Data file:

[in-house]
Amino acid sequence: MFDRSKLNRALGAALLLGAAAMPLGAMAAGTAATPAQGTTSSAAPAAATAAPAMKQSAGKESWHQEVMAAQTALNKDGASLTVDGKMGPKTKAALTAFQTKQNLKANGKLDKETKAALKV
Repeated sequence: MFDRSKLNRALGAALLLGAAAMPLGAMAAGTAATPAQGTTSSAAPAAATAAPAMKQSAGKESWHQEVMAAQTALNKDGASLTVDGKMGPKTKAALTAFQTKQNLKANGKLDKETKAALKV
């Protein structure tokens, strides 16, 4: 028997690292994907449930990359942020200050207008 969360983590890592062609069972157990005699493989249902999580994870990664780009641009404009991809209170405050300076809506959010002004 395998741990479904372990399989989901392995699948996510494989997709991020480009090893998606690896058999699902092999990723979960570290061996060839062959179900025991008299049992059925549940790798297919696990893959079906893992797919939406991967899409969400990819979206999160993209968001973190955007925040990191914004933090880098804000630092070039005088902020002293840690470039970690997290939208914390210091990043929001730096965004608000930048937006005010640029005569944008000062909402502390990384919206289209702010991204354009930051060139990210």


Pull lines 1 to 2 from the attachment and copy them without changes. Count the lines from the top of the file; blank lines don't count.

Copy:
[in-house]
Amino acid sequence: MFDRSKLNRALGAALLLGAAAMPLGAMAAGTAATPAQGTTSSAAPAAATAAPAMKQSAGKESWHQEVMAAQTALNKDGASLTVDGKMGPKTKAALTAFQTKQNLKANGKLDKETKAALKV